gamingangel
gamingangel

@jinkwell WIGI should have college reach out programs.

gamingangel
gamingangel

@jinkwell Then that is an actionable item. tech women know about WITI. It should be the same. Instead it's like quiet from that organization

gamingangel
gamingangel

@jinkwell I don't think it can. Ask how many #1reasonmentors are part of Game Mentors Online? Or even know about the program.

trixie360
trixie360

I admit that I am old and cynical and just outright tired of it all. But having a woman mentor in the same industry isn't going to do jack shit unless all you want is someone to nod in agreement and listen to you vent. Which does have some value. The only thing that's going to change this situation is for men in this industry to stop acting like frat boys. To stop high-fiving each other's lechery and passing around the upskirt photos they take at cons. In 17 years in this industry I've had exactly ONE male coworker stand up for me. It was at the Xbox party at GDC one year. I was chatting with a dev from EA Canada and he decided out of the blue that his tongue belonged in my mouth. My coworker had him kicked out of the party. That dude from EA Canada got a clear "that's not cool" message. If men would a) not do this shit themselves and b) call it out when and where it happens and shame those who do it. That would be a good start.

gamingangel
gamingangel

@KagoMegan yep. You are strong & it's great you speak up. Although you should have a support system too. Do you belong to WIGI?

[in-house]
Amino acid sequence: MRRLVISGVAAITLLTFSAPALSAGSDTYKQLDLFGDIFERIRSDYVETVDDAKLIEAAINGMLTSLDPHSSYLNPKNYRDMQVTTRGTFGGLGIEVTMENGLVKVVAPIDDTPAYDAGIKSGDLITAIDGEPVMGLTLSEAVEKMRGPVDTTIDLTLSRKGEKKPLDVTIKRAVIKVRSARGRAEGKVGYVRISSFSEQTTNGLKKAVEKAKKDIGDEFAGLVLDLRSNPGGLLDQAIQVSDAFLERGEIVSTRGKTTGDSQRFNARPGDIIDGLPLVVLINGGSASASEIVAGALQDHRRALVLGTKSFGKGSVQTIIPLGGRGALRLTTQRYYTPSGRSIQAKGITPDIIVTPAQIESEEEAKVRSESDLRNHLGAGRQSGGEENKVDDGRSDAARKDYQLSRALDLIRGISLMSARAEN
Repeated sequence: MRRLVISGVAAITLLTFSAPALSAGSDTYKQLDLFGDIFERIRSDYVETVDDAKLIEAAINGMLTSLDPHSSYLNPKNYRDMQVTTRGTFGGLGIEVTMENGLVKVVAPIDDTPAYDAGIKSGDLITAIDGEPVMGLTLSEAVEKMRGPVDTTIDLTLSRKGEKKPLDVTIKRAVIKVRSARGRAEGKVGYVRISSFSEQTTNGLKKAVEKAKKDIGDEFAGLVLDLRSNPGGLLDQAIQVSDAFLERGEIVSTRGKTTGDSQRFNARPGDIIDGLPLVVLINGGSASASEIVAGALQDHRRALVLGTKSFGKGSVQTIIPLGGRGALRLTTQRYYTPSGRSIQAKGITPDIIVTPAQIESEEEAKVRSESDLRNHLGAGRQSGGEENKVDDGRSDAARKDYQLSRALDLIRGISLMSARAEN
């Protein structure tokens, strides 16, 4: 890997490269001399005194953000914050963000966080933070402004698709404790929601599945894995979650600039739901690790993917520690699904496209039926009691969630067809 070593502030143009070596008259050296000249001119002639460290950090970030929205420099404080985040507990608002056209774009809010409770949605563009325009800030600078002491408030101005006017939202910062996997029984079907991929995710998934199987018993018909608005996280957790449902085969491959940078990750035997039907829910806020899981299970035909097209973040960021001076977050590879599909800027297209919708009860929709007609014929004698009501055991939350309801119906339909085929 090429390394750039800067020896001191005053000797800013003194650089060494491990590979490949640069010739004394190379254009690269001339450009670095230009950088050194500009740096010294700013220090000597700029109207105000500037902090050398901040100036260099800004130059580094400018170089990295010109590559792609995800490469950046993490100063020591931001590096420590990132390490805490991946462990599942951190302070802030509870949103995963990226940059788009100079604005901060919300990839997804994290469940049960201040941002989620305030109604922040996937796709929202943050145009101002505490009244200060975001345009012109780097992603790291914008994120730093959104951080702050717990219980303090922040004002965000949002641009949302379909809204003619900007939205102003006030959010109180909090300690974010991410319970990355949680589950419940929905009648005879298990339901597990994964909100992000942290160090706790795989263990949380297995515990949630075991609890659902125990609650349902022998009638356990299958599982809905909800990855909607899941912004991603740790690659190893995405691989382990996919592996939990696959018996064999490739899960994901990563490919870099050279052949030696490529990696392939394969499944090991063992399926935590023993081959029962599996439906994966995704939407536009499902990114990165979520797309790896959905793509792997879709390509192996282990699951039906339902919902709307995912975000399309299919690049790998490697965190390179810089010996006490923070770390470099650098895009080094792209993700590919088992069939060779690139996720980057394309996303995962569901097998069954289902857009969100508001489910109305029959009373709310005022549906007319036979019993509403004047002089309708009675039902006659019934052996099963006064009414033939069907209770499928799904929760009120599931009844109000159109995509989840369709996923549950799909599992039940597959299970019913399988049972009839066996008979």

gamingangel
gamingangel

@jinkwell conversations are passive & too easy to do online. They die in days and nothing is done. I've seen this before.

gamingangel
gamingangel

@ladyluck34 I think it's because we've been around to see this again & again. Tweeting is passive. Let's actually do something.

crunchychocobo
crunchychocobo

@trixie360 @gamingangel @robinyang Then again, I was kind of kicked out of my MoH appointment at E3, so what do I know.

gamingangel
gamingangel

@trixie360 @robinyang Completely agree. Tech isn't much better either. It's disheartening. I feel like I've seen this wave of talk before

crunchychocobo
crunchychocobo

@trixie360 @gamingangel @robinyang That's fascinating to hear. I really would have sworn it had gotten better.

RichieBisso
RichieBisso

As late as within one week of graduating college, I had no idea that making games could even be a career. It sounds stupid, but maybe it's just not something that a lot of people consider as a career path, out of simple, faultless ignorance. Maybe one thing that could fix this is by going and giving informative talks at high schools, to people at that age just before applying to college. Let them know about all the educational opportunities available to people who might want to get into games, not just super expensive programs like Full Sail, but courses at community colleges like Santa Monica College and Norco Community College in Riverside.I think it'd be a great way to make a difference, and might be very inspirational for young people of both sexes who might hold the latent power to make the games we want to play :) 

kadosho
kadosho

@gamingangel get well soon Trina =D

gamingangel
gamingangel

@robinyang Where is the reaching out to even younger girls?

gamingangel
gamingangel

@robinyang Where are the conferences to specifically address these issues for women? Where are the writing campaigns to companies & cons?

gamingangel
gamingangel

@robinyang But we've had GameMentors program as part of Women in Games for awhile. Why aren't people using that?

TaraBrannigan
TaraBrannigan